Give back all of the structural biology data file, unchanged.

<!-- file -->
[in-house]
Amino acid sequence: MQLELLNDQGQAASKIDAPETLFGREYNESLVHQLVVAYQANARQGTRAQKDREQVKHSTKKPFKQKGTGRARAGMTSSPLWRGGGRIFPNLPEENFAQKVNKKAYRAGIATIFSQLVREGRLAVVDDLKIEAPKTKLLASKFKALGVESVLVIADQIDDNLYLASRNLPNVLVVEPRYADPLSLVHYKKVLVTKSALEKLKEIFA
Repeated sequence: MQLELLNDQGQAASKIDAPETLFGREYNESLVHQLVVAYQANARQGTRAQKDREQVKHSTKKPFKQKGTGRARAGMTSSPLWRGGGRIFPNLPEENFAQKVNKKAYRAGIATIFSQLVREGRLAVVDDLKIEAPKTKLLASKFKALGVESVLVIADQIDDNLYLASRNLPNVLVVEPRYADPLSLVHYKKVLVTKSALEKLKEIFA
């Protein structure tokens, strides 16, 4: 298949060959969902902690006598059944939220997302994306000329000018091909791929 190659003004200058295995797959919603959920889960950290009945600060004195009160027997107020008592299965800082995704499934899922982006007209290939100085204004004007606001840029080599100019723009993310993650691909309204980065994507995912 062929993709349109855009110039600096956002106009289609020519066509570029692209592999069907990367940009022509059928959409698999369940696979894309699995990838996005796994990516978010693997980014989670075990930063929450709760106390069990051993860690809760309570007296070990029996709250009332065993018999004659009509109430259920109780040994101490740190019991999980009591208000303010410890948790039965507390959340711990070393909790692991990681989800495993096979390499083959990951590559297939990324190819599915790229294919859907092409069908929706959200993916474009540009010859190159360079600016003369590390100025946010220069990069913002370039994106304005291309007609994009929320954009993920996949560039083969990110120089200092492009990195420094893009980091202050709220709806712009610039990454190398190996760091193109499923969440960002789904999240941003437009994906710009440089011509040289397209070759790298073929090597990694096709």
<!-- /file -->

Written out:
[in-house]
Amino acid sequence: MQLELLNDQGQAASKIDAPETLFGREYNESLVHQLVVAYQANARQGTRAQKDREQVKHSTKKPFKQKGTGRARAGMTSSPLWRGGGRIFPNLPEENFAQKVNKKAYRAGIATIFSQLVREGRLAVVDDLKIEAPKTKLLASKFKALGVESVLVIADQIDDNLYLASRNLPNVLVVEPRYADPLSLVHYKKVLVTKSALEKLKEIFA
Repeated sequence: MQLELLNDQGQAASKIDAPETLFGREYNESLVHQLVVAYQANARQGTRAQKDREQVKHSTKKPFKQKGTGRARAGMTSSPLWRGGGRIFPNLPEENFAQKVNKKAYRAGIATIFSQLVREGRLAVVDDLKIEAPKTKLLASKFKALGVESVLVIADQIDDNLYLASRNLPNVLVVEPRYADPLSLVHYKKVLVTKSALEKLKEIFA
């Protein structure tokens, strides 16, 4: 298949060959969902902690006598059944939220997302994306000329000018091909791929 190659003004200058295995797959919603959920889960950290009945600060004195009160027997107020008592299965800082995704499934899922982006007209290939100085204004004007606001840029080599100019723009993310993650691909309204980065994507995912 062929993709349109855009110039600096956002106009289609020519066509570029692209592999069907990367940009022509059928959409698999369940696979894309699995990838996005796994990516978010693997980014989670075990930063929450709760106390069990051993860690809760309570007296070990029996709250009332065993018999004659009509109430259920109780040994101490740190019991999980009591208000303010410890948790039965507390959340711990070393909790692991990681989800495993096979390499083959990951590559297939990324190819599915790229294919859907092409069908929706959200993916474009540009010859190159360079600016003369590390100025946010220069990069913002370039994106304005291309007609994009929320954009993920996949560039083969990110120089200092492009990195420094893009980091202050709220709806712009610039990454190398190996760091193109499923969440960002789904999240941003437009994906710009440089011509040289397209070759790298073929090597990694096709």